Plumbiferous Media

A New Tide - Gomez

Apr 5th 2009
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A New Tide - GomezGomez
A New Tide
Score: 60

After five well-received albums, includ­ing two plat­inum albums and one sil­ver, Gomez has just released their newest album, A New Tide, which remains faith­ful to its light alt-rock roots and makes their pop­u­lar­i­ty easy to under­stand - with­out being espe­cial­ly notable in and of itself.

On A New Tide, Gomez uses its tri­fec­ta of vocal­ists well, and it’s obvi­ous that they’ve con­sid­ered the con­trast between the lilt­ing, typ­i­cal-rock vocals of Ian Ball and Tom Gray and the rich­er, if some­what hoarse vocals of Ben Ottewell.

While it is true that some of the ear­li­er tracks, espe­cial­ly those sung by Ball, are slight­ly lack­ing in emo­tion­al impact, they’re still sol­id tracks, and Ottewell makes up for these issues on his tracks, begin­ning with the well-com­posed “Lit­tle Pieces.” And though the tracks sung by Ottewell are eas­i­ly the best, none of the three are slack­ing vocal­ly on A New Tide, and Gomez has done well in vary­ing them to keep the album inter­est­ing - it’s quite pos­si­ble that Ottewell’s voice would­n’t be quite as vivid after eleven tracks.

How­ev­er well the vocals may work, they are not with­out flaws. For exam­ple, in “Bone Tired,” the rather elec­tron­ic sounds meet rather folk­ish vocals, which suf­fer great­ly for the buzzing, synth-heavy instru­men­tals. In fact, Gomez most often has issues when it uses effects it clear­ly has no need for, such as the odd, echo­ing “Yeah!” on “Airstream Dri­ver,” which is accom­pa­nied by over-processed vocals.

Gomez’s knack for cre­at­ing vivid imagery is imme­di­ate­ly clear on the open­ing track of A New Tide, as it paints a pic­ture of “blood­shot eyes on fac­to­ry floors/filling up lit­tle bot­tles.” Nev­er­the­less, the lyrics of A New Tide fol­low much the same pat­tern as the vocals - gen­er­al­ly mid­dling qual­i­ty with some gems. “Mix,” “If I Ask You Nice­ly,” and “Airstream Dri­ver,” though, are lyri­cal­ly the best points of the album. “Airstream Dri­ver” in par­tic­u­lar shows the degree to which Gomez can take seem­ing­ly non­sen­si­cal lyrics such as “Your water­mel­on can­dy mouth/The pent­house at the sands” and make them into a sol­id back­ing for a track. How­ev­er, lat­er tracks such as “Win Park Slope” have equal­ly per­plex­ing lyrics such as “New York City I know/Don’t pick up the phone,” which sim­ply don’t work and leave the track lack­ing. Luck­i­ly, the final track of A New Tide, “Sun­set Gates,” is a return to the same lyri­cal strength of the open­ing track, as Ottewell sings of “arms wide open/And eyes closed.”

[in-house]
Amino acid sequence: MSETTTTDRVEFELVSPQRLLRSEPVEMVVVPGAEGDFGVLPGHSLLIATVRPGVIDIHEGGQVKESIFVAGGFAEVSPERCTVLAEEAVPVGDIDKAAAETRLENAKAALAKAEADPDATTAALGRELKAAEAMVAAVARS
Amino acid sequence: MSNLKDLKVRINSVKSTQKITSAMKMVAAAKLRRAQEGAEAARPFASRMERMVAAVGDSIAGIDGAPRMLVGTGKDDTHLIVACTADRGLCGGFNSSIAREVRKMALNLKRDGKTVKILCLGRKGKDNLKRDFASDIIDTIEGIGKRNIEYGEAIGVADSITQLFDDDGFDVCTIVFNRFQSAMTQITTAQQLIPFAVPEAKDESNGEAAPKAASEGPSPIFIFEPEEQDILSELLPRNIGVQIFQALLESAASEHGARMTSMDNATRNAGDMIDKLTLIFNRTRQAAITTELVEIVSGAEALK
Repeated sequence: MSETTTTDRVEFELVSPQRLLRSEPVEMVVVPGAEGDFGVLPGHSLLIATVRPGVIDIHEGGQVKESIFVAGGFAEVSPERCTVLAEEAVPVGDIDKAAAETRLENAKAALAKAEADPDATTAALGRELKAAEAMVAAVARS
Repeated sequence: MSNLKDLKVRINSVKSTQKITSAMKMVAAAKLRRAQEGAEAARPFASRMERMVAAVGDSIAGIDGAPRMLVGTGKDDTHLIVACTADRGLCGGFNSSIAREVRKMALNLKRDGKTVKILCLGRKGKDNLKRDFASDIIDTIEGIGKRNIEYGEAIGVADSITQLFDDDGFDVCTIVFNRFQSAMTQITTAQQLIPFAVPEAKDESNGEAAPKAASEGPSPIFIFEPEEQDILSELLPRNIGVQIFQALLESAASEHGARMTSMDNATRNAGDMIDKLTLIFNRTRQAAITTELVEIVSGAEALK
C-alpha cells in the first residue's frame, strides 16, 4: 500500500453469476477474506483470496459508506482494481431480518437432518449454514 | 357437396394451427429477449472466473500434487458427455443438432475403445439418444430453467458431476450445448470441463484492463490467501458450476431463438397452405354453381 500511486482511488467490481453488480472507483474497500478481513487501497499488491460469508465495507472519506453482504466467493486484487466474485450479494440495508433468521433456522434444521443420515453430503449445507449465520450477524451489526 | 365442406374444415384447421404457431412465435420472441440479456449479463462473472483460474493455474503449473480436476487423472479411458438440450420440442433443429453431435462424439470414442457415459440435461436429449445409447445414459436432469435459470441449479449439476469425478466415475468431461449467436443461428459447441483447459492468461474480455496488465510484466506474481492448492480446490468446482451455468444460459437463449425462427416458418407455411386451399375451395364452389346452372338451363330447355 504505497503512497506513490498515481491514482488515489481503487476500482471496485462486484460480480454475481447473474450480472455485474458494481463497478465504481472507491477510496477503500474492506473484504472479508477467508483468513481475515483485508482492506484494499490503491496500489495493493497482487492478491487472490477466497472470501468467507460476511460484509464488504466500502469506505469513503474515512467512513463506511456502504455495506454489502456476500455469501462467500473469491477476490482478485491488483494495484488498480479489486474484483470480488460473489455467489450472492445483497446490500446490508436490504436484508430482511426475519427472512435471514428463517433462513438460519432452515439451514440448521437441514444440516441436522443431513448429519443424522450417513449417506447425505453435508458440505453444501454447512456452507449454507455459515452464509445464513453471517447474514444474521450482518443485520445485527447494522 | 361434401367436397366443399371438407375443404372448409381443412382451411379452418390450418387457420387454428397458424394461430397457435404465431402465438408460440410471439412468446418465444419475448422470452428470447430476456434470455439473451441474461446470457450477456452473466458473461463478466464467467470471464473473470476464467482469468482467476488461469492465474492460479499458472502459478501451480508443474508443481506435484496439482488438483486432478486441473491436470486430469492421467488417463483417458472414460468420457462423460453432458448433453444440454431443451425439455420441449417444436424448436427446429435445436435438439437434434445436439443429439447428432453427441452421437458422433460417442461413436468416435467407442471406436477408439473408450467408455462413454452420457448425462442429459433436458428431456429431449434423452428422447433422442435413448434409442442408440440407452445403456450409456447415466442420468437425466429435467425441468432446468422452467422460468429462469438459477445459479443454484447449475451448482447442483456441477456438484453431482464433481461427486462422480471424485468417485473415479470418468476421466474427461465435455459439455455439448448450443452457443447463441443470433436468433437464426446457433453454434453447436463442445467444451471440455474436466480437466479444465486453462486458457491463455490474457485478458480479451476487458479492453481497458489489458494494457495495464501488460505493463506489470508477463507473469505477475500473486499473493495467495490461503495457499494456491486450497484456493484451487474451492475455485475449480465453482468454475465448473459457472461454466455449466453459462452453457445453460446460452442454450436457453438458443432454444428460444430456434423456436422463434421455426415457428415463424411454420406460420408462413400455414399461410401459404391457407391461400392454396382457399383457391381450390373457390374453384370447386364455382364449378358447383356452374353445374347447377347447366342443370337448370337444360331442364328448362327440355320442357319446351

The non-vocal part of A New Tide is split into the acoustic, and the heav­i­ly distorted/synthesized, and Gomez is clear­ly bet­ter at the for­mer. While the drums are often sep­a­rat­ed from the rest of the music, and are mixed loud­ly, mak­ing the sep­a­ra­tion all the more appar­ent, Gomez’s strengths are appar­ent in the twangy, mul­ti­fac­eted gui­tar lines of tracks like “Mix,” as well as the beau­ti­ful string bass of “If I Ask You Nice­ly” (in which the drums actu­al­ly remain con­nect­ed to the rest of the track), and “Sun­set Gates.” Unfor­tu­nate­ly, while some effects, such as on the gui­tar in “Lit­tle Pieces” are pulled off mod­er­ate­ly well, Gomez sim­ply does not know how to man­age greater amounts of elec­tron­ic or dig­i­tal­ly altered sound, and tracks like “Bone Tired” and “Win Park Slope” fall apart as a result.

One of the larg­er prob­lems with A New Tide is that Gomez finds some­thing it likes, and sticks with it for near­ly the entire album. In one par­tic­u­lar­ly appar­ent exam­ple, a vast­ly over­in­flat­ed por­tion of the tracks fol­low the “play two fair­ly con­trast­ing sec­tions in a sin­gle track” pat­tern. And while this might have saved “Very Strange” from com­plete dis­as­ter, it cer­tain­ly gets old very quick­ly when so many tracks all fol­low the same rule.

It is almost won­drous how an album can include so many sec­tions that make you think, “that was incred­i­bly weird, but very well done” - the 2:40 mark of “Nat­ur­al Reac­tion” and the album’s final minute are prime exam­ples - and yet also con­tain so many mis­er­ably exe­cut­ed ele­ments, but Gomez has man­aged to pull it off. In short, A New Tide is a mediocre album rid­dled with promise.

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